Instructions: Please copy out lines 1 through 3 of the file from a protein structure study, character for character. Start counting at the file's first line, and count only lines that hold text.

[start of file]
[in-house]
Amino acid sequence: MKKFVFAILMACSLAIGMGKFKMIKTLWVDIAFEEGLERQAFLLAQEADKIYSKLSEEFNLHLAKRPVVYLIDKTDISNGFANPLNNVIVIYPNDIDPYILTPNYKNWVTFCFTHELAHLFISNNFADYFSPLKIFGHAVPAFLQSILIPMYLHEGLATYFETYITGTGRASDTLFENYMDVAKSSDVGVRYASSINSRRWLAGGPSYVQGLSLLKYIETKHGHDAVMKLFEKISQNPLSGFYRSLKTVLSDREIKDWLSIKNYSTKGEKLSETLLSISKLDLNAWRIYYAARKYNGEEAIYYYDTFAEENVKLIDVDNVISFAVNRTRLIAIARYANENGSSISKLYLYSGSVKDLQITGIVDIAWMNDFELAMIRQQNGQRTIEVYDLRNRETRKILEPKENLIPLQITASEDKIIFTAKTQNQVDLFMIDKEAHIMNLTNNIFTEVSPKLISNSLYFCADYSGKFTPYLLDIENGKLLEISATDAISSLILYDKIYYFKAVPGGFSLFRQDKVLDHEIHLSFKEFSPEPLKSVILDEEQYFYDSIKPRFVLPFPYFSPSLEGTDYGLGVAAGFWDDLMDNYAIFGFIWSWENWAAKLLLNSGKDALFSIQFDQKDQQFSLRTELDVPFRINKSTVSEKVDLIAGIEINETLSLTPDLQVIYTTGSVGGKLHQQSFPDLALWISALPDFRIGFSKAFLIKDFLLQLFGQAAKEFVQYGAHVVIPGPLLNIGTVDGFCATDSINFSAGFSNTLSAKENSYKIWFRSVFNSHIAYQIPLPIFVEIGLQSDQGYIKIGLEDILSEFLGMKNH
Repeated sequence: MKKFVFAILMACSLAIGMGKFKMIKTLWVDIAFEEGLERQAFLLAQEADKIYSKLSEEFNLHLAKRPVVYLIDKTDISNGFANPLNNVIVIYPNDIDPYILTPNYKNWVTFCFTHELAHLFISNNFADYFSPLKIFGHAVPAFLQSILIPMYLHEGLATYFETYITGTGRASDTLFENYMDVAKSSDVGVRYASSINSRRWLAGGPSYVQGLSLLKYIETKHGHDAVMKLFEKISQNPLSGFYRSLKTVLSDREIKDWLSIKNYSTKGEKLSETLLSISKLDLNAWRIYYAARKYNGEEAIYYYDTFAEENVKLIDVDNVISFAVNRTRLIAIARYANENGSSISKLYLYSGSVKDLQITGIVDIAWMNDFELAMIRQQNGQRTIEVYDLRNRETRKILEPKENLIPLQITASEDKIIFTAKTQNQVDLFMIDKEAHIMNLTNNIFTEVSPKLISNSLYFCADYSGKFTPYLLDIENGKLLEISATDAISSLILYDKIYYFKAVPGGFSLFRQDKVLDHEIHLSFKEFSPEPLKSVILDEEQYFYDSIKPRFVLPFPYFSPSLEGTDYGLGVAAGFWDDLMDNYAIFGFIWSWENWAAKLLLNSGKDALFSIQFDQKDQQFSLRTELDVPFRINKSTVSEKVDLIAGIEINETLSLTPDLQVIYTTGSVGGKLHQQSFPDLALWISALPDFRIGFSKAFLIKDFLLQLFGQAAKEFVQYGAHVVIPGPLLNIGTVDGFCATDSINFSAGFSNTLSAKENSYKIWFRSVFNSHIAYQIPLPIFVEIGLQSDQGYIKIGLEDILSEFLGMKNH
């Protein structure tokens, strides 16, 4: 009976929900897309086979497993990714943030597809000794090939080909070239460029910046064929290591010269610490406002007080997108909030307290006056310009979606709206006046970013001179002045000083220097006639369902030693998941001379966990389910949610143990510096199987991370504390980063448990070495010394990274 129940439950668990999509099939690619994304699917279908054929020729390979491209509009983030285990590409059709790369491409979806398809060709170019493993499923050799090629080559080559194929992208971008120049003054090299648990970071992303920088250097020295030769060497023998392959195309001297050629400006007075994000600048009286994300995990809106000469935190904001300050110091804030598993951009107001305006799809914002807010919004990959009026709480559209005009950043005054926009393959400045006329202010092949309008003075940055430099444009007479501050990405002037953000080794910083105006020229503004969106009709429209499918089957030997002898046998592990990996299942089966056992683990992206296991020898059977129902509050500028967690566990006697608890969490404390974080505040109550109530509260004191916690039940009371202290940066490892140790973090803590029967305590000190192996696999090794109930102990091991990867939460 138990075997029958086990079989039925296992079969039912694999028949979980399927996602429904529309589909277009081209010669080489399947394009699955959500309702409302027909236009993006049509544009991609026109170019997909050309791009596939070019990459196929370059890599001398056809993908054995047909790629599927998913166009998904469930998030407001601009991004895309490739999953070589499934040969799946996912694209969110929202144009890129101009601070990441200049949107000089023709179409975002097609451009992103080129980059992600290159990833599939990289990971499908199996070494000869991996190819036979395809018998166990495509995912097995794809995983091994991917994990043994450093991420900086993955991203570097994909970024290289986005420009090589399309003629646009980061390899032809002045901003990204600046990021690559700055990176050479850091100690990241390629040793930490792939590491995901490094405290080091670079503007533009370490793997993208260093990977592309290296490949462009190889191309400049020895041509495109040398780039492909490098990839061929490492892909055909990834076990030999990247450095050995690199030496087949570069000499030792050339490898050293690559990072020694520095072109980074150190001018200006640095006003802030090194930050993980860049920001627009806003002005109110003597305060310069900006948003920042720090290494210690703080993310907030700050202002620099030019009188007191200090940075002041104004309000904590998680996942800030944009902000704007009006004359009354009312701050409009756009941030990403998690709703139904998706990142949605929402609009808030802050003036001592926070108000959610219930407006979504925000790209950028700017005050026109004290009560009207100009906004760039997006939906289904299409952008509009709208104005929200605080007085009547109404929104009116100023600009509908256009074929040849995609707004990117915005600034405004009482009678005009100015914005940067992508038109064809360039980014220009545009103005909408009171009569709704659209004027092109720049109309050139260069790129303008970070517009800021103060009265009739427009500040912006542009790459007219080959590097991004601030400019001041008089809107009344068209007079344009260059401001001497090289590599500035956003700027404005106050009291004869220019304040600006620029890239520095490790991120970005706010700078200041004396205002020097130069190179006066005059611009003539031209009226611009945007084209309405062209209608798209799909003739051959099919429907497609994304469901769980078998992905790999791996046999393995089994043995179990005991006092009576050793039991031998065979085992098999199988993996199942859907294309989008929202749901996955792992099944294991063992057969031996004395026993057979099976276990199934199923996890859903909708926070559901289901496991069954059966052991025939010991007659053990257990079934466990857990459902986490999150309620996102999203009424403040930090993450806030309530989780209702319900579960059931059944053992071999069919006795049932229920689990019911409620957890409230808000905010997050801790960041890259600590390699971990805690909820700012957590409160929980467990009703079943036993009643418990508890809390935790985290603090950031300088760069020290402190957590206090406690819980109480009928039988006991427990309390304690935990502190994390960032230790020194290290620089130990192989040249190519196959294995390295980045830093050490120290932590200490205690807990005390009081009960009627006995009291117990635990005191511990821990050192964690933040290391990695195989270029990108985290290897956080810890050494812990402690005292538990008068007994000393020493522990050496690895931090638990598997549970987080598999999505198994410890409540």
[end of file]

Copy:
[in-house]
Amino acid sequence: MKKFVFAILMACSLAIGMGKFKMIKTLWVDIAFEEGLERQAFLLAQEADKIYSKLSEEFNLHLAKRPVVYLIDKTDISNGFANPLNNVIVIYPNDIDPYILTPNYKNWVTFCFTHELAHLFISNNFADYFSPLKIFGHAVPAFLQSILIPMYLHEGLATYFETYITGTGRASDTLFENYMDVAKSSDVGVRYASSINSRRWLAGGPSYVQGLSLLKYIETKHGHDAVMKLFEKISQNPLSGFYRSLKTVLSDREIKDWLSIKNYSTKGEKLSETLLSISKLDLNAWRIYYAARKYNGEEAIYYYDTFAEENVKLIDVDNVISFAVNRTRLIAIARYANENGSSISKLYLYSGSVKDLQITGIVDIAWMNDFELAMIRQQNGQRTIEVYDLRNRETRKILEPKENLIPLQITASEDKIIFTAKTQNQVDLFMIDKEAHIMNLTNNIFTEVSPKLISNSLYFCADYSGKFTPYLLDIENGKLLEISATDAISSLILYDKIYYFKAVPGGFSLFRQDKVLDHEIHLSFKEFSPEPLKSVILDEEQYFYDSIKPRFVLPFPYFSPSLEGTDYGLGVAAGFWDDLMDNYAIFGFIWSWENWAAKLLLNSGKDALFSIQFDQKDQQFSLRTELDVPFRINKSTVSEKVDLIAGIEINETLSLTPDLQVIYTTGSVGGKLHQQSFPDLALWISALPDFRIGFSKAFLIKDFLLQLFGQAAKEFVQYGAHVVIPGPLLNIGTVDGFCATDSINFSAGFSNTLSAKENSYKIWFRSVFNSHIAYQIPLPIFVEIGLQSDQGYIKIGLEDILSEFLGMKNH
Repeated sequence: MKKFVFAILMACSLAIGMGKFKMIKTLWVDIAFEEGLERQAFLLAQEADKIYSKLSEEFNLHLAKRPVVYLIDKTDISNGFANPLNNVIVIYPNDIDPYILTPNYKNWVTFCFTHELAHLFISNNFADYFSPLKIFGHAVPAFLQSILIPMYLHEGLATYFETYITGTGRASDTLFENYMDVAKSSDVGVRYASSINSRRWLAGGPSYVQGLSLLKYIETKHGHDAVMKLFEKISQNPLSGFYRSLKTVLSDREIKDWLSIKNYSTKGEKLSETLLSISKLDLNAWRIYYAARKYNGEEAIYYYDTFAEENVKLIDVDNVISFAVNRTRLIAIARYANENGSSISKLYLYSGSVKDLQITGIVDIAWMNDFELAMIRQQNGQRTIEVYDLRNRETRKILEPKENLIPLQITASEDKIIFTAKTQNQVDLFMIDKEAHIMNLTNNIFTEVSPKLISNSLYFCADYSGKFTPYLLDIENGKLLEISATDAISSLILYDKIYYFKAVPGGFSLFRQDKVLDHEIHLSFKEFSPEPLKSVILDEEQYFYDSIKPRFVLPFPYFSPSLEGTDYGLGVAAGFWDDLMDNYAIFGFIWSWENWAAKLLLNSGKDALFSIQFDQKDQQFSLRTELDVPFRINKSTVSEKVDLIAGIEINETLSLTPDLQVIYTTGSVGGKLHQQSFPDLALWISALPDFRIGFSKAFLIKDFLLQLFGQAAKEFVQYGAHVVIPGPLLNIGTVDGFCATDSINFSAGFSNTLSAKENSYKIWFRSVFNSHIAYQIPLPIFVEIGLQSDQGYIKIGLEDILSEFLGMKNH